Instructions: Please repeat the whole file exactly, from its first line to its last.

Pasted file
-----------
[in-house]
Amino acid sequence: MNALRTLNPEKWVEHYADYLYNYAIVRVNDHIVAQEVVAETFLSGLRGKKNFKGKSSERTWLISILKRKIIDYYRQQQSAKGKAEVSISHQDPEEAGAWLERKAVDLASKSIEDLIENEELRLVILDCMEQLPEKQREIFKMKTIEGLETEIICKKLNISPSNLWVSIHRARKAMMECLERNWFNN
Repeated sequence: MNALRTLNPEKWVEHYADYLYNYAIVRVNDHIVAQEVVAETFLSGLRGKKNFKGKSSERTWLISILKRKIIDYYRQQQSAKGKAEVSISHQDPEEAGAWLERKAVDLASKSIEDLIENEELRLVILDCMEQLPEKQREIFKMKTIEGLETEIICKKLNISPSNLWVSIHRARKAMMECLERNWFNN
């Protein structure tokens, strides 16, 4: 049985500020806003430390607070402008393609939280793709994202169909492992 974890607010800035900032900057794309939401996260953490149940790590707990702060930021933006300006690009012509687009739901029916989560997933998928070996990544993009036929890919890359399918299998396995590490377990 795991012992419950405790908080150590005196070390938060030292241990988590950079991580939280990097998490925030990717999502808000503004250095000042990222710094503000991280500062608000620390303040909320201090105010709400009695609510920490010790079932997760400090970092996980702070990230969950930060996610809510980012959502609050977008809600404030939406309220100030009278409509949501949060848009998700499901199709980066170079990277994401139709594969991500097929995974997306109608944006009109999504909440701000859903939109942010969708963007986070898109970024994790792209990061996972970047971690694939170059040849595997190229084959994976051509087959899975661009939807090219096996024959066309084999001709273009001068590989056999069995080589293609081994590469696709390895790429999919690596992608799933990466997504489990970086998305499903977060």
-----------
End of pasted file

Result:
[in-house]
Amino acid sequence: MNALRTLNPEKWVEHYADYLYNYAIVRVNDHIVAQEVVAETFLSGLRGKKNFKGKSSERTWLISILKRKIIDYYRQQQSAKGKAEVSISHQDPEEAGAWLERKAVDLASKSIEDLIENEELRLVILDCMEQLPEKQREIFKMKTIEGLETEIICKKLNISPSNLWVSIHRARKAMMECLERNWFNN
Repeated sequence: MNALRTLNPEKWVEHYADYLYNYAIVRVNDHIVAQEVVAETFLSGLRGKKNFKGKSSERTWLISILKRKIIDYYRQQQSAKGKAEVSISHQDPEEAGAWLERKAVDLASKSIEDLIENEELRLVILDCMEQLPEKQREIFKMKTIEGLETEIICKKLNISPSNLWVSIHRARKAMMECLERNWFNN
């Protein structure tokens, strides 16, 4: 049985500020806003430390607070402008393609939280793709994202169909492992 974890607010800035900032900057794309939401996260953490149940790590707990702060930021933006300006690009012509687009739901029916989560997933998928070996990544993009036929890919890359399918299998396995590490377990 795991012992419950405790908080150590005196070390938060030292241990988590950079991580939280990097998490925030990717999502808000503004250095000042990222710094503000991280500062608000620390303040909320201090105010709400009695609510920490010790079932997760400090970092996980702070990230969950930060996610809510980012959502609050977008809600404030939406309220100030009278409509949501949060848009998700499901199709980066170079990277994401139709594969991500097929995974997306109608944006009109999504909440701000859903939109942010969708963007986070898109970024994790792209990061996972970047971690694939170059040849595997190229084959994976051509087959899975661009939807090219096996024959066309084999001709273009001068590989056999069995080589293609081994590469696709390895790429999919690596992608799933990466997504489990970086998305499903977060």